A woman is stressed out by bills and finances.

4 Questions to Ask Before Requesting a Student Loan Forbearance

It may seem like an easy fix, but requesting forbearance can leave borrowers in an even worse financial position.

A woman is stressed out by bills and finances.

If you're struggling to make student loan payments, always ask about deferment or alternative payment plans before looking into forbearance.

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A student loan forbearance can offer temporary relief to struggling borrowers, and since it can be granted after just a phone call, it's often the first tool borrowers turn to.

But quite frequently, a forbearance only masks the problem, delays an inevitable default and leaves the borrower in a worse financial position. If you can’t afford your monthly student loan bill, here are some questions to ask to determine if forbearance is right for you.

The following advice pertains to federal student loans. Student loans from a state or a private lender will have different deferment and forbearance options. To learn about your specific options, contact the servicer of your state loans, your state’s department of education or your private lender.

[Consider one of these creative strategies to reduce student loan debt.]

1. How long will my​ current financial situation last? Losing a job or getting sick can throw your budget into a tailspin. If you’re having trouble making ends meet because of an unexpected turn of events but anticipate your situation will improve in the not-so-distant future, then a forbearance or deferment – more on those later – is probably the right choice for you.

If, on the other hand, you can’t afford your student loan bill because you just accepted your dream job and it pays far less than you anticipated, then you’re probably better off with an alternative repayment option, like income-based repayment or graduated repayment.

It’s important to know that when you put your student loan into forbearance, the interest will continue to accrue and be added on to the principal balance, known as capitalization, at the end of your forbearance period. So a ​forbearance increases the amount you owe unless you choose to make interest-only payments during this time.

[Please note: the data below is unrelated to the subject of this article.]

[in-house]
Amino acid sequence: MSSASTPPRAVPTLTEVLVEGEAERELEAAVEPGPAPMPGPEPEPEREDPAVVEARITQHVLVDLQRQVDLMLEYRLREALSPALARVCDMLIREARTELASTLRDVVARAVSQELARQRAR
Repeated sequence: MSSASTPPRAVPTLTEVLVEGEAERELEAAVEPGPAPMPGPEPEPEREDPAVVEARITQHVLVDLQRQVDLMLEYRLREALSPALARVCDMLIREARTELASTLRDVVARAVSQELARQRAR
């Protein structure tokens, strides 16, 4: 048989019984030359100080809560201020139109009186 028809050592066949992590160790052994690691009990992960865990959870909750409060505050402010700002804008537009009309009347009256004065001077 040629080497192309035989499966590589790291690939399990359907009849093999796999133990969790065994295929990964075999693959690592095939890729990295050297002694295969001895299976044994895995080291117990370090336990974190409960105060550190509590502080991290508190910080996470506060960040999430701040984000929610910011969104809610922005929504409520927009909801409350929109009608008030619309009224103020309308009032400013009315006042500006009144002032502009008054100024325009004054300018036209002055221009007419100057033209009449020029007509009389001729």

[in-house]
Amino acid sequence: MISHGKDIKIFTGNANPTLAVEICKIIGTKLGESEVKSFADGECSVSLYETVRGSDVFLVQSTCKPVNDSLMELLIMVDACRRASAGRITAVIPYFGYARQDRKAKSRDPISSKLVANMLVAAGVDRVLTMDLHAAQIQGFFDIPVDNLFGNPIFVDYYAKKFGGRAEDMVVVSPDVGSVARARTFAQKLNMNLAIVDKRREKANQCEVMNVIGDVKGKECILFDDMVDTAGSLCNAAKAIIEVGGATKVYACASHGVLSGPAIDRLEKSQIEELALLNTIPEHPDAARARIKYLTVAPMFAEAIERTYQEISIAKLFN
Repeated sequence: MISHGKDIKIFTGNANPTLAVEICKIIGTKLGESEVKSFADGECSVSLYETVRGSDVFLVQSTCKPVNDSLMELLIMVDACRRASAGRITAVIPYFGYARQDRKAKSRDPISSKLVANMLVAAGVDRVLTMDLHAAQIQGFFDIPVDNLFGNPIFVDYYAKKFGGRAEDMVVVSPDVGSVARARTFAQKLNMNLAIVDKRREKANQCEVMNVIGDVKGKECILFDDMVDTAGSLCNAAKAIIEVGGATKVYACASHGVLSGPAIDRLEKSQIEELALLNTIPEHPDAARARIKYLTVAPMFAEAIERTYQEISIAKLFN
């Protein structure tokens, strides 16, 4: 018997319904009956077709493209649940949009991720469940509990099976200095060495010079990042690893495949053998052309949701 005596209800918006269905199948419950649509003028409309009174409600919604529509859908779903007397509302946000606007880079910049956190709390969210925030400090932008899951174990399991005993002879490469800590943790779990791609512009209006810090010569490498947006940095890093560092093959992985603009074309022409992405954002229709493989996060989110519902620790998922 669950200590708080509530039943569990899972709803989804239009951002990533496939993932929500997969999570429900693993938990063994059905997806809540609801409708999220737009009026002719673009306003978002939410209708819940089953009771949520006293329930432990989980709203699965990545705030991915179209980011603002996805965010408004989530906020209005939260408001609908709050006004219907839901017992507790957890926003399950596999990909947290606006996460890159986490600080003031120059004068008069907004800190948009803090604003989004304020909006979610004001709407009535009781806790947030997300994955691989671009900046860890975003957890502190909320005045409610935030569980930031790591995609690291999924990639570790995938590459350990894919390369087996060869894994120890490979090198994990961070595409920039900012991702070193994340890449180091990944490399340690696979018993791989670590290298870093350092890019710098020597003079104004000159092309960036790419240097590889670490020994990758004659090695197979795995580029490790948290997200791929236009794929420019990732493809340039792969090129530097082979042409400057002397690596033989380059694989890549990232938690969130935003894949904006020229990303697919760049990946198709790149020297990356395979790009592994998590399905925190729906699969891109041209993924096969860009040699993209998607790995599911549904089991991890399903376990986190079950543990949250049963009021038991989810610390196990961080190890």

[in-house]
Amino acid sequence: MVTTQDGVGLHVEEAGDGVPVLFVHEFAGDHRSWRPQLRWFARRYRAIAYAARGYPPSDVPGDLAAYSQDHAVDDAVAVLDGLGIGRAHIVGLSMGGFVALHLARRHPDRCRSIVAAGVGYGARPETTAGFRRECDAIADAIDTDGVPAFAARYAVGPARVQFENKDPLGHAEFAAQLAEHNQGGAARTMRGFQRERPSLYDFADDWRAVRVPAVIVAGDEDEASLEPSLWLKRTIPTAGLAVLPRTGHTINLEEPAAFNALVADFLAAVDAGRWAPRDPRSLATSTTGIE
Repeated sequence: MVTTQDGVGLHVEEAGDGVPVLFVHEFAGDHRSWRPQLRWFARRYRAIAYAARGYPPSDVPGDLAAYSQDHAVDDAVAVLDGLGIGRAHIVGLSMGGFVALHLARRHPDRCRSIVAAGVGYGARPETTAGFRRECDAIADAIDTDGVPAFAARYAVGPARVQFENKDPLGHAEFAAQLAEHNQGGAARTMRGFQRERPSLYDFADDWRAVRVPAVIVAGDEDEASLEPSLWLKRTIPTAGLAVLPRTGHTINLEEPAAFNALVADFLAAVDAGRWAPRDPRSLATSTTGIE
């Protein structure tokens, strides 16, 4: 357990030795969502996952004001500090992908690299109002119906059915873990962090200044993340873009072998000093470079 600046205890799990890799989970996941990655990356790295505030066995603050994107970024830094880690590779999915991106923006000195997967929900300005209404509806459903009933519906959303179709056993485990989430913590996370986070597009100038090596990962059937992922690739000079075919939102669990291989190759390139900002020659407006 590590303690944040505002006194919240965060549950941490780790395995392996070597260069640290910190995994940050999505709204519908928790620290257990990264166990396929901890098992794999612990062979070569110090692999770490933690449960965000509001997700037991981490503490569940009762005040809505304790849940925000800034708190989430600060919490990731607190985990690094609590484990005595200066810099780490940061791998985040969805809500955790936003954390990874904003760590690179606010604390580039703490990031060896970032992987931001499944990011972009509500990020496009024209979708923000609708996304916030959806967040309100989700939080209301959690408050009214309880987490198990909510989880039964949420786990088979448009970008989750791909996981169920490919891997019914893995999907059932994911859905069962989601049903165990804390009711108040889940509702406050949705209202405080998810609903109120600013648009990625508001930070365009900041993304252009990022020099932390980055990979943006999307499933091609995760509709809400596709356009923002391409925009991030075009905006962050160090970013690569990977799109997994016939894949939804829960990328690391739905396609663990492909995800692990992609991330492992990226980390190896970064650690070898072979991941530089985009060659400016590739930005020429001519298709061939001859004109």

2. Could I qualify for a deferment instead? Similar to forbearance, deferment allows you to temporarily halt your student loan payment. Deferments are preferable to forbearance if you have subsidized Stafford loans because the federal government will pay any interest that accrues during the deferment period. Interest on unsubsidized loans will continue to accrue and be capitalized, just as with forbearance.

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Unlike forbearance, deferments have specific criteria you have to meet to qualify, like unemployment, extreme economic hardship, enrolling in school at least half time or active military duty. Deferments are a right for federal student loan borrowers and you cannot be denied a deferment if you qualify – but you will need to fill out the appropriate paperwork.

3. How do I qualify for forbearance? A forbearance is generally granted at the discretion of your loan holder and you can request a discretionary forbearance verbally.

If you don’t meet the criteria for a deferment, you may qualify for forbearance. Your loan holder will typically approve forbearance if you are having personal or problems or are unemployed and have exhausted all of your unemployment deferment eligibility.

Unlike other forbearance types, mandatory forbearance, also known as the excessive debt forbearance, must be granted if you can prove that payments on your federal student loans each month are greater than 20 percent of your total monthly gross income.

Other instances of when you can typically use a forbearance are during medical or dental internships if you’ve used up all of your medical or dental internship or residency deferment eligibility, serving on active military state duty for at least 30 days, receiving a national service educational award from AmeriCorps or performing service ​that would qualify you for partial loan repayment under some Department of Defense repayment programs.

Also, if you’re a teacher working toward teacher loan forgiveness, your loan holder may put your payments into forbearance if it believes your eventual forgiven amount will cover the amount currently due.

[Understand the facts of available student loan repayment options.]

4. Do I really need to postpone payments, or are there other budget items I can sacrifice? Occasionally the Student Loan Ranger hears from borrowers who have put off their student loan payments when they didn’t really have to. While it may be tempting to delay paying your student loan balance, especially when you’re straight out of college and money is tight, don’t push the panic button unless you have no choice.

First, see if it makes sense for you to lower your payments with a different repayment schedule, and go over your budget with a fine-tooth comb to cut any unnecessary expenses. Retiring your student debt faster may be hard work, but it will save you money on interest in the long run and preserve your deferment and forbearance eligibility for situations when you really need it.

Remember, there are limits to how much deferment and forbearance time you can use.​ Usually, that's only up to three years for each, but check with your loan holder when you apply. Use this time wisely.

The bottom line is that student loan forbearances are great in-a-pinch tools to avoid delinquency and default, which can ruin your credit and cost you more in late fees. As such, forbearance ​should only be used for short-term emergencies and you should always check to see if you’re eligible for a deferment first.